Tuesday, April 28, 2015

Weekly Drawing - Sidewalk Ballerinas

Title: Sidewalk Ballerinas
Size(s): The above drawing is about 5 and 1/2 feet tall, and the drawing below is about 4 feet tall.
For this week I finally escaped to the great outdoors, where I sat on my driveway and drew some ballerinas. I hadn't realized quite how fun it was to draw ballerinas until doing this project. Between the elegant, curving lines, precise sense of balance, and delightfully poofy skirts, ballerinas make for wonderful drawing subjects.

I don't think I'd ever noticed the little "arm tutus" some ballerinas wear until I was looking for reference images today. I think they're rather fun. I've also learned the difference between classical and romantic tutus: classical are short and stiff, like a pancake around the waist; romantic tutus are longer and bell shaped. My ballerina at the top of the post is wearing a classical tutu, and the ballerina below is wearing a romantic tutu.

This week I also looked at some of the history of sidewalk chalk. It seems that using the road as a canvas began in 16th century Italy, when traveling street painters (called "madonnari") would use chalk to decorate the streets and earn a living. In the 1700's British "screevers" would draw illustrations in chalk, accompanied by poems, proverbs, or political commentary. So they pretty much acted as a newspaper. After the International Street Painting Festival began in 1972 in Italy, street painting really exploded. In 1980 Kurt Wenner revolutionized street art, introducing anamorphic art and ushering in the age of "3D" chalk drawings.

Whew! Okay, don't say I never taught you anything. :P

I'm pretty happy with how these drawings came out, over all. It's been awhile since I'd done chalk art, so it was fun to get back outside.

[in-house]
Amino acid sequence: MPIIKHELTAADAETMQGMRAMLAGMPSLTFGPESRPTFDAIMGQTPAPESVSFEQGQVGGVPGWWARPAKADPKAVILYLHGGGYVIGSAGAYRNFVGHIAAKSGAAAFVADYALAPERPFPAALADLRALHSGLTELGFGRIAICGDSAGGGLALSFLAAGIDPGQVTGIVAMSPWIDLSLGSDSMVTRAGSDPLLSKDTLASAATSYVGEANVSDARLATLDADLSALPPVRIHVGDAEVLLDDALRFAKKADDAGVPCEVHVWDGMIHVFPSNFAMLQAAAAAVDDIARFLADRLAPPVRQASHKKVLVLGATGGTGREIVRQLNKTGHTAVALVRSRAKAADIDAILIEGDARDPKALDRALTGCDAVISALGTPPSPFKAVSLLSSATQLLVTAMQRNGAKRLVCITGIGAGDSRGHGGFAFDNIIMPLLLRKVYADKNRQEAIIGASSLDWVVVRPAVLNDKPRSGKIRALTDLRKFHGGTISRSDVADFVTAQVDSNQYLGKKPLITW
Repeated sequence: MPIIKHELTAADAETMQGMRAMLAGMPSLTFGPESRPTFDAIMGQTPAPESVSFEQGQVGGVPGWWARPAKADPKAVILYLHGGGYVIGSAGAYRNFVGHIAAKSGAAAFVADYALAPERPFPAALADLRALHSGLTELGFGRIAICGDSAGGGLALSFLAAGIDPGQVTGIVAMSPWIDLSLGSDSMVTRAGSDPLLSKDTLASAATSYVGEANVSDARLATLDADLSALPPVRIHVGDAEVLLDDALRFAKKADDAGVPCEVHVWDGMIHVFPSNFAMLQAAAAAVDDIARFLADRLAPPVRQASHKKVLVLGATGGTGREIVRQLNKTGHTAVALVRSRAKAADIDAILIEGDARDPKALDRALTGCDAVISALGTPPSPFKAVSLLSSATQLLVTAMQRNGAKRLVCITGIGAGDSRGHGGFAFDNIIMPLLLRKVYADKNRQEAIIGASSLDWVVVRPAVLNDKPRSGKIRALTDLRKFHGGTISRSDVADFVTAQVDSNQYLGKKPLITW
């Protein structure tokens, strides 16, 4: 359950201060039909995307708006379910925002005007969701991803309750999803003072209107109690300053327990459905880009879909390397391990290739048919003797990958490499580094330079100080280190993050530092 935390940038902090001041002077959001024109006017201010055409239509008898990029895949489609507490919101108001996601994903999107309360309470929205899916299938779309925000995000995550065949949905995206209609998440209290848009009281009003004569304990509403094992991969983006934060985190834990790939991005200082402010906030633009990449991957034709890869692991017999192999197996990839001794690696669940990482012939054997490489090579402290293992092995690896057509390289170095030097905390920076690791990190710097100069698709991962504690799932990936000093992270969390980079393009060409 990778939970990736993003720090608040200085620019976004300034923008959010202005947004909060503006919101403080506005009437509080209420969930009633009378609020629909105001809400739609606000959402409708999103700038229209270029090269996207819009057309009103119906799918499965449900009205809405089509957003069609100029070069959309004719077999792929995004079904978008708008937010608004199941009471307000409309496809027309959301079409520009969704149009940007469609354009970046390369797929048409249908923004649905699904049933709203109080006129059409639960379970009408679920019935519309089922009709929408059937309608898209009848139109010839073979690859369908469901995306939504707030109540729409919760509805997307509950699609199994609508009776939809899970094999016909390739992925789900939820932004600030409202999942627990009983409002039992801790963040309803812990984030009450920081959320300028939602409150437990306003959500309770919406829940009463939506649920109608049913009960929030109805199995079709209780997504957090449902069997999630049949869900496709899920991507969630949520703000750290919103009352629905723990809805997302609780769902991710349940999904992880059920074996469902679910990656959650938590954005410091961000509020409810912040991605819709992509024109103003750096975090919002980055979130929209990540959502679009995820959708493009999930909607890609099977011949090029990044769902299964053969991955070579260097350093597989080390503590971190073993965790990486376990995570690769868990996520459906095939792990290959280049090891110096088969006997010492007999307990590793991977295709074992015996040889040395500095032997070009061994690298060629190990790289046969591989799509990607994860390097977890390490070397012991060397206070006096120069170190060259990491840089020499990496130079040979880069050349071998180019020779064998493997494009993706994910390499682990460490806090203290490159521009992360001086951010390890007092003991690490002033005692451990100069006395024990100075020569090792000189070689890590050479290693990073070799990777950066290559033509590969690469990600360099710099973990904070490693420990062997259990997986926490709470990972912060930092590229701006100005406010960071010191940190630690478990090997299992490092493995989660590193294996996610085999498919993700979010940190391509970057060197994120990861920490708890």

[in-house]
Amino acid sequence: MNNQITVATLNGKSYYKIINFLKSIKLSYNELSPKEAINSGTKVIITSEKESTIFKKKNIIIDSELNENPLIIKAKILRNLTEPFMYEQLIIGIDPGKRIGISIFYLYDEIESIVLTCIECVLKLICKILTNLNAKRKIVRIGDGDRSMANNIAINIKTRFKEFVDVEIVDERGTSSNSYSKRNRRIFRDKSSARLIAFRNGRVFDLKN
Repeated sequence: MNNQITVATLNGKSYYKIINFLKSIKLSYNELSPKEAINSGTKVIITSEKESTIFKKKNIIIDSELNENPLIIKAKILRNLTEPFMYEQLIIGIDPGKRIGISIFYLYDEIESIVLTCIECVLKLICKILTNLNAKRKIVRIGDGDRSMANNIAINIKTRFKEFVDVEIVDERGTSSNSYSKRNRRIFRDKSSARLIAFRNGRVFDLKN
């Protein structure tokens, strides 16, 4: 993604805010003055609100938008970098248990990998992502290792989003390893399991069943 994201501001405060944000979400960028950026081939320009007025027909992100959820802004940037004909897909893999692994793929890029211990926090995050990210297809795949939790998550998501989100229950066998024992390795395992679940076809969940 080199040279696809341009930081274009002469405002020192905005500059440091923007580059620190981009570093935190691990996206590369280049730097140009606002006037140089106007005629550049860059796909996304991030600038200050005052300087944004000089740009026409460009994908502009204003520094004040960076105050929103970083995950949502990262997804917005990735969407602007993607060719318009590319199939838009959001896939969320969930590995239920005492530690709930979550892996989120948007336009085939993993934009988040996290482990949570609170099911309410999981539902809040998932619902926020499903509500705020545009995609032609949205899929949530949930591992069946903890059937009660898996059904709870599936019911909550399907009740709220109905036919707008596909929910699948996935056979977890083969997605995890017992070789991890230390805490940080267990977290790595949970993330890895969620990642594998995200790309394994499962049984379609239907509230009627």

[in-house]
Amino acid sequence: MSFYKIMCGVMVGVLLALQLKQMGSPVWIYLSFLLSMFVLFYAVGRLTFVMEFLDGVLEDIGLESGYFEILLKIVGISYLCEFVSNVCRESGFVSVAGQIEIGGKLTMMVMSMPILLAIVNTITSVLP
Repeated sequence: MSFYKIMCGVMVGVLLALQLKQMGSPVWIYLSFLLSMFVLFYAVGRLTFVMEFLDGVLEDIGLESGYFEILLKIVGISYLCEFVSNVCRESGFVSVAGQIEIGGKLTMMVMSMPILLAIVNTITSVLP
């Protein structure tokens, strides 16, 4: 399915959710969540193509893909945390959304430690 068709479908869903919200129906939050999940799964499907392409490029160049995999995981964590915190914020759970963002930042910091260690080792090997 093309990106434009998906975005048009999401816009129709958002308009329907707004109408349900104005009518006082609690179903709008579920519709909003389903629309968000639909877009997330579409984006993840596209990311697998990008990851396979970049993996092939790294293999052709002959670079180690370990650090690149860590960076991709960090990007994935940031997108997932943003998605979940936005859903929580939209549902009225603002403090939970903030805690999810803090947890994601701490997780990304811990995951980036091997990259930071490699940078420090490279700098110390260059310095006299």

Monday, April 27, 2015

Cityscape (part 1) - Deep Thoughts Over the Cafe

Title: Deep Thoughts Over the Cafe
Size: 4 by 6 inches
So here's what I've got so far on this cute little cityscape. You can't really tell in the above picture, but there's going to be someone standing on the roof, looking out to the hills. In direct contrast to all my recent pieces, this oil painting is pretty small. I must say though, I'm less worried about filling the entire canvas than I was on the landscape assignment. :)

I have to admit, I always have to roll my eyes at how funny I think it is to draw a "landscape" with the paper in the "portrait" position. I know it's not terribly clever, but the irony of it always makes me grin. Although I have to admit having the paper up and down made it easier to play with the 2-point perspective.

Here's my sketch:

To be honest, I'm not sure how that person got on the roof of the building. In the sketch I ended up drawing in hints of a ladder at the last second, just so I could explain how I ended up with someone on the roof. Originally, I was going to have a couple watching the sunset from the roof, and maybe a staircase and balcony, but then I realized I wanted something a little quieter. I don't think paintings just have to be about grand, colorful sunsets; I think they can just be about sneaking up to the roof for a minute alone in the still moments just after dusk.